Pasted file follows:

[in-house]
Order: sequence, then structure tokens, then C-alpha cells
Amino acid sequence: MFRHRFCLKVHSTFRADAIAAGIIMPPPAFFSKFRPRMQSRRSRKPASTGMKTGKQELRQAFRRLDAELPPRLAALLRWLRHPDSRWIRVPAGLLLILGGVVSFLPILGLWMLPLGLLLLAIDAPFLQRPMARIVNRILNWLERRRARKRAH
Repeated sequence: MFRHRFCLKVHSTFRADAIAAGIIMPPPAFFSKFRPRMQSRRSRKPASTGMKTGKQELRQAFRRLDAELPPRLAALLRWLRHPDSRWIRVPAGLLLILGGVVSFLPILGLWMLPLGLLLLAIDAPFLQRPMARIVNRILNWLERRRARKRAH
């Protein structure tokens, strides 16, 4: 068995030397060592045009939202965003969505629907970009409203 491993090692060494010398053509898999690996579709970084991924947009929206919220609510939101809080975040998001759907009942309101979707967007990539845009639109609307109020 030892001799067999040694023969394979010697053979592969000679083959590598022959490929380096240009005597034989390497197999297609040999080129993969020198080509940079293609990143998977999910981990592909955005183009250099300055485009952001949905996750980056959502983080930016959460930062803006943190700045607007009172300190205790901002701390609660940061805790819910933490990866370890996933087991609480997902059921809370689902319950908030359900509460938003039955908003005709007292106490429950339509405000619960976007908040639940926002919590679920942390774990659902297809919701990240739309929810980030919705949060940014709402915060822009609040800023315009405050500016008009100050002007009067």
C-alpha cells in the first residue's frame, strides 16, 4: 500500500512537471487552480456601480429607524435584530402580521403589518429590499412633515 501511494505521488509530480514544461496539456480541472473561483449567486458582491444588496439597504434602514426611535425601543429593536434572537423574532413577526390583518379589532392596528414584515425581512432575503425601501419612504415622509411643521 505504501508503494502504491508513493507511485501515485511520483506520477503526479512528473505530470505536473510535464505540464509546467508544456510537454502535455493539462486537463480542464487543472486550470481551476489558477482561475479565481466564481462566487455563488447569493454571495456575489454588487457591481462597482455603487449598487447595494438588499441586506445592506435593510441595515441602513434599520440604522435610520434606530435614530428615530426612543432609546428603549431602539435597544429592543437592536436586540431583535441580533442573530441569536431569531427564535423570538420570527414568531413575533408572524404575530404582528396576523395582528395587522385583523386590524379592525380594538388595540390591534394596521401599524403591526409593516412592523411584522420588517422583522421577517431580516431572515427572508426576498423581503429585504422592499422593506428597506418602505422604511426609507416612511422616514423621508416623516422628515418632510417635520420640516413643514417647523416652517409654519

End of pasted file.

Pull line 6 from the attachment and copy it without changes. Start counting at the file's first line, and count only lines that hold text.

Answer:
C-alpha cells in the first residue's frame, strides 16, 4: 500500500512537471487552480456601480429607524435584530402580521403589518429590499412633515 501511494505521488509530480514544461496539456480541472473561483449567486458582491444588496439597504434602514426611535425601543429593536434572537423574532413577526390583518379589532392596528414584515425581512432575503425601501419612504415622509411643521 505504501508503494502504491508513493507511485501515485511520483506520477503526479512528473505530470505536473510535464505540464509546467508544456510537454502535455493539462486537463480542464487543472486550470481551476489558477482561475479565481466564481462566487455563488447569493454571495456575489454588487457591481462597482455603487449598487447595494438588499441586506445592506435593510441595515441602513434599520440604522435610520434606530435614530428615530426612543432609546428603549431602539435597544429592543437592536436586540431583535441580533442573530441569536431569531427564535423570538420570527414568531413575533408572524404575530404582528396576523395582528395587522385583523386590524379592525380594538388595540390591534394596521401599524403591526409593516412592523411584522420588517422583522421577517431580516431572515427572508426576498423581503429585504422592499422593506428597506418602505422604511426609507416612511422616514423621508416623516422628515418632510417635520420640516413643514417647523416652517409654519